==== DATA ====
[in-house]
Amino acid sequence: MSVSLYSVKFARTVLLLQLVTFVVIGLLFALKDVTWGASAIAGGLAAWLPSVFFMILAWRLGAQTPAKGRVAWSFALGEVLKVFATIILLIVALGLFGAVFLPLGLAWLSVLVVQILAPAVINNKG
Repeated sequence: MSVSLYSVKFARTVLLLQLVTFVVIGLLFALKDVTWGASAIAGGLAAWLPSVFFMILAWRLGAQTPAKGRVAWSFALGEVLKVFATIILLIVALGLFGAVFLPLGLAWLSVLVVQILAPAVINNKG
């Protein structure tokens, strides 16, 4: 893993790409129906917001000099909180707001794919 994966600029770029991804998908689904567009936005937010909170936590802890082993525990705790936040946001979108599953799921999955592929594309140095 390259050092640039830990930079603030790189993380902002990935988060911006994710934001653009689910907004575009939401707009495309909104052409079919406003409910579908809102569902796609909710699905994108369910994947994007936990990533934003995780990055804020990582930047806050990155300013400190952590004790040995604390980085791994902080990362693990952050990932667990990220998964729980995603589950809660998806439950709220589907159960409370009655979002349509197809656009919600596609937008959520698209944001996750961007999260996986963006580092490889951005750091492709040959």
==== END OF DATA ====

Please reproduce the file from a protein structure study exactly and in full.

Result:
[in-house]
Amino acid sequence: MSVSLYSVKFARTVLLLQLVTFVVIGLLFALKDVTWGASAIAGGLAAWLPSVFFMILAWRLGAQTPAKGRVAWSFALGEVLKVFATIILLIVALGLFGAVFLPLGLAWLSVLVVQILAPAVINNKG
Repeated sequence: MSVSLYSVKFARTVLLLQLVTFVVIGLLFALKDVTWGASAIAGGLAAWLPSVFFMILAWRLGAQTPAKGRVAWSFALGEVLKVFATIILLIVALGLFGAVFLPLGLAWLSVLVVQILAPAVINNKG
């Protein structure tokens, strides 16, 4: 893993790409129906917001000099909180707001794919 994966600029770029991804998908689904567009936005937010909170936590802890082993525990705790936040946001979108599953799921999955592929594309140095 390259050092640039830990930079603030790189993380902002990935988060911006994710934001653009689910907004575009939401707009495309909104052409079919406003409910579908809102569902796609909710699905994108369910994947994007936990990533934003995780990055804020990582930047806050990155300013400190952590004790040995604390980085791994902080990362693990952050990932667990990220998964729980995603589950809660998806439950709220589907159960409370009655979002349509197809656009919600596609937008959520698209944001996750961007999260996986963006580092490889951005750091492709040959």